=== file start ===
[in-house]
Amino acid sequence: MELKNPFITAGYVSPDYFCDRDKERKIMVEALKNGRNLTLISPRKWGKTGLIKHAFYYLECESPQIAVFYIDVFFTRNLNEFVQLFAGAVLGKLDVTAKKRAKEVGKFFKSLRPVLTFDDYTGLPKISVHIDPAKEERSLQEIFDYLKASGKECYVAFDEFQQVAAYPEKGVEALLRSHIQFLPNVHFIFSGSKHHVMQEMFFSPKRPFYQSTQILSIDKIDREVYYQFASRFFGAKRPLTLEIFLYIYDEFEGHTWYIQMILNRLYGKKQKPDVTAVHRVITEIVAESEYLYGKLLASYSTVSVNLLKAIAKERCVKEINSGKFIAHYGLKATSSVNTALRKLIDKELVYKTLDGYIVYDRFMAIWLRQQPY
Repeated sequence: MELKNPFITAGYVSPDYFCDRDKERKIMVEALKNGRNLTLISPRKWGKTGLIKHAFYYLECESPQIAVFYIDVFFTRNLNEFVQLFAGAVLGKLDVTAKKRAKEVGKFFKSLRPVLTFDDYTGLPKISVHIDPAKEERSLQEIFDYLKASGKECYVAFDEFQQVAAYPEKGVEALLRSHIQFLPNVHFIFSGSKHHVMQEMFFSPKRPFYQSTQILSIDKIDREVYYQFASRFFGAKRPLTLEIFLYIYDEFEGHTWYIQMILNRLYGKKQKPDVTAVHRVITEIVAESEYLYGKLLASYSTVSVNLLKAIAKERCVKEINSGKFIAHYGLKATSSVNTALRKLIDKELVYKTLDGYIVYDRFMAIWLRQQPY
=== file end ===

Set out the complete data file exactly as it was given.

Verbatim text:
[in-house]
Amino acid sequence: MELKNPFITAGYVSPDYFCDRDKERKIMVEALKNGRNLTLISPRKWGKTGLIKHAFYYLECESPQIAVFYIDVFFTRNLNEFVQLFAGAVLGKLDVTAKKRAKEVGKFFKSLRPVLTFDDYTGLPKISVHIDPAKEERSLQEIFDYLKASGKECYVAFDEFQQVAAYPEKGVEALLRSHIQFLPNVHFIFSGSKHHVMQEMFFSPKRPFYQSTQILSIDKIDREVYYQFASRFFGAKRPLTLEIFLYIYDEFEGHTWYIQMILNRLYGKKQKPDVTAVHRVITEIVAESEYLYGKLLASYSTVSVNLLKAIAKERCVKEINSGKFIAHYGLKATSSVNTALRKLIDKELVYKTLDGYIVYDRFMAIWLRQQPY
Repeated sequence: MELKNPFITAGYVSPDYFCDRDKERKIMVEALKNGRNLTLISPRKWGKTGLIKHAFYYLECESPQIAVFYIDVFFTRNLNEFVQLFAGAVLGKLDVTAKKRAKEVGKFFKSLRPVLTFDDYTGLPKISVHIDPAKEERSLQEIFDYLKASGKECYVAFDEFQQVAAYPEKGVEALLRSHIQFLPNVHFIFSGSKHHVMQEMFFSPKRPFYQSTQILSIDKIDREVYYQFASRFFGAKRPLTLEIFLYIYDEFEGHTWYIQMILNRLYGKKQKPDVTAVHRVITEIVAESEYLYGKLLASYSTVSVNLLKAIAKERCVKEINSGKFIAHYGLKATSSVNTALRKLIDKELVYKTLDGYIVYDRFMAIWLRQQPY